Love the unlovable: The Nigerian politician’s admonition to everyone — but himself
“This generation of Nigerians, and indeed future generations, have no country other than Nigeria. We shall remain here and salvage it together. May God bless us all” — General Muhammadu Buhari (1983).
I think it was Pius Adesanmi who wrote in one of his books about how Nigerians love the “big man” so much that when he arrives at an event hours after it’s started, it would be sacrilegious (or do we say ‘treasonable’) for the Master of Ceremony not to pause the programme “to acknowledge the presence of…”.
If you are looking for the source of Nigeria’s problems, the key to our Pandora’s Box, look no further than this act and what it represents.
How often do you attend an event and top politicians and policymakers, who had been invited to give a talk, stroll in late yet gleefully without as little as an apology? How often have you seen organisers of events or others try to drown the voice of someone who protests such treatment? I have. How often do you attend an event where the few standing fans available, the only source of ventilation, are directed towards the so-called high table, where those whose actions and inaction have plunged Nigeria into darkness are seated?
Simply put, the problem with Nigeria is the leaders are too comfortable — thanks largely to an enabling environment facilitated by those bearing the brunt of their mediocrity. Our problem is we are so obsessed with foreign products that we’ve also imported the Stockholm Syndrome from Sweden and given it a new home.
In September, I was invited as a journalist to the Naija Youth Talk event organised by UNICEF. Also at that event were two media aides to the president, including Femi Adesina. Mr Adesina decided to devote the best part of his speech to reprimand Nigerians for not loving their country and lecture them that they have nowhere else to go where they will be treated as first-class citizens.
“I will like to stress that for us to get the country we want, we must love our country and our country must reciprocate by loving us in return,” he sermonised.
“Nigeria in its past and maybe present state may be unlovable, but it remains our country… We have a stake in the success of Nigeria. We have a stake in a Nigeria that works, and a Nigeria that works is the Nigeria we want. We must play a role in that by loving the unlovable; loving Nigeria with all its faults.”
All lovely and nice-sounding words, but what the senior presidential spokesperson forgot to mention is how those he slaves for habitually disregard this same advice. And, sure, you are not expecting any bird to fly with only one wing. Even man-made birds have yet to pull off that stunt. We can’t keep telling the common man change begins with him while we ignore the big man’s unhealthy fixation with the status quo.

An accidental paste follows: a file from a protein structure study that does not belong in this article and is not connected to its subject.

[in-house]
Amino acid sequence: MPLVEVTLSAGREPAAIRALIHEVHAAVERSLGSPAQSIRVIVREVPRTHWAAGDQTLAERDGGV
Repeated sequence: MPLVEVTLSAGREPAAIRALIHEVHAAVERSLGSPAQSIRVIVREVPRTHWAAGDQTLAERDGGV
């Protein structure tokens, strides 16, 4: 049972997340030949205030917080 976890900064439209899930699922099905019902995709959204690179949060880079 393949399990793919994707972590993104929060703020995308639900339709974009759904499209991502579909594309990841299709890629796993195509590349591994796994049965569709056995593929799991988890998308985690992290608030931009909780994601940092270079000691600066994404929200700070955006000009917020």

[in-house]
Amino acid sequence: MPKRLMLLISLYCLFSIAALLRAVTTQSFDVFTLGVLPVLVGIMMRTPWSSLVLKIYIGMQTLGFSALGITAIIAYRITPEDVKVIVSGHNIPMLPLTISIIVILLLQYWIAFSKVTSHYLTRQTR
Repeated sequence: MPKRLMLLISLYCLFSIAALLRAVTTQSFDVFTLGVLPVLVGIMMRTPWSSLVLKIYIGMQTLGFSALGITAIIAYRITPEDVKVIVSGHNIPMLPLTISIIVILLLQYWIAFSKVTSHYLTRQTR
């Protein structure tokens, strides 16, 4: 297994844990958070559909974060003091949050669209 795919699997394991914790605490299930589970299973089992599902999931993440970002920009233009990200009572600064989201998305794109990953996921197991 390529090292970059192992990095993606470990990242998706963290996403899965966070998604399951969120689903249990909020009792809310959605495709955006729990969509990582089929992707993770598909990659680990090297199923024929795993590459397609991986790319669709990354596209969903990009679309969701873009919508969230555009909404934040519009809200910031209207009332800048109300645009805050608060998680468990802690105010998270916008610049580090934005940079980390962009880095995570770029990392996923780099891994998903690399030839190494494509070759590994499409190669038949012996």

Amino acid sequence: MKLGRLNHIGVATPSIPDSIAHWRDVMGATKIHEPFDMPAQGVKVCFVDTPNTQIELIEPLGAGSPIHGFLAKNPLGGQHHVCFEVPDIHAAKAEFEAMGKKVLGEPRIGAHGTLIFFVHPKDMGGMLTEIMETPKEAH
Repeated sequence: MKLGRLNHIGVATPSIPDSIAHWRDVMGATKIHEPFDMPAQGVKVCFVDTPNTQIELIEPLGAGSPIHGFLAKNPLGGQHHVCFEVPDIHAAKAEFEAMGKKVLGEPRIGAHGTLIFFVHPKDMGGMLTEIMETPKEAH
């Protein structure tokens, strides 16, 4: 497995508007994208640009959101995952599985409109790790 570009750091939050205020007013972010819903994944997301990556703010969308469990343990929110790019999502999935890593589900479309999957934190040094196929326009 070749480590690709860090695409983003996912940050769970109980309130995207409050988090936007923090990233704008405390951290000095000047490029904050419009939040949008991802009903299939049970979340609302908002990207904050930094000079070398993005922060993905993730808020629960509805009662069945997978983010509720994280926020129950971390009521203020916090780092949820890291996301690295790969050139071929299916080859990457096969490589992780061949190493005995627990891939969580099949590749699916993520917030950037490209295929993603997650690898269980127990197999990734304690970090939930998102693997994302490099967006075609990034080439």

The unwillingness of our leaders to make sacrifices is the reason lawmakers think they deserve billions of naira worth of new luxury cars and millions of naira worth of hardship allowance while at the same time telling Nigerians to “live within their mean” and that the “misrule of 16 years cannot be undone in one term”. It is the same reason the government would rather increase taxes than cut salaries of overfed public office holders and plug huge leaks in the treasury that end up in private pockets.
The hypocrisy stinks to the high heavens (and that is the “body odour” truly worthy of our condemnation).
At the office a few days ago, some of my colleagues commended the Kaduna State governor for taking the uncommon step of enrolling his child, Abubakar Al-Siddique, in a government primary school. We wondered how, in many of our “top universities”, the only “celebrities” we typically boast of having in our classes are sons of faculty deans and daughters of Deputy Vice-Chancellors. You would be lucky to even have the Vice-Chancellor enrol his kid in your institution’s post-graduate school. So, where are all the sons and daughters of society’s big men? Are they home-schooled or they’ve all decided to rather train to become artisans? Certainly not. They are at one Ivy League university or the other, with access to quality education, waiting to be placed in one juicy position or the other either in government or in the private sector — positions you can only dream of despite flawless credentials and a robust work experience.
The big man has not only forsaken our schools like a plague, the hospitals suffer a similar fate. One would think those who seek their services go there not to be treated but to sign their death warrant. He also avoids as much as possible the roads he has refused to have built to taste or repair. He flies. And when it is not convenient to fly, he simply cannot stand having to drive on the same road as you, the ordinary man. His bodyguards, learning from no less than legendary Moses, have become experts at paving way where there seems to be no way.
The Nigerian politician tells you to love the unlovable, he tells you to buy made-in-Nigeria products, he tells you to stay and fix your country, while he runs to other countries at the slightest chance for relief and relaxation. That exactly is the problem with us: double standards! And until we stop expecting more from others than we expect of ourselves, nothing is ever going to change. Of course, this applies to everyone, elected or not, wealthy or not, famous or famous, everyone has a responsibility to make Nigeria better today than it was yesterday.
And if you are too lazy to make that happen, at least do not make it worse for everyone else — and do not seek for political offices where you can get paid for doing absolutely nothing significant.
This piece was originally written in September as a magazine article.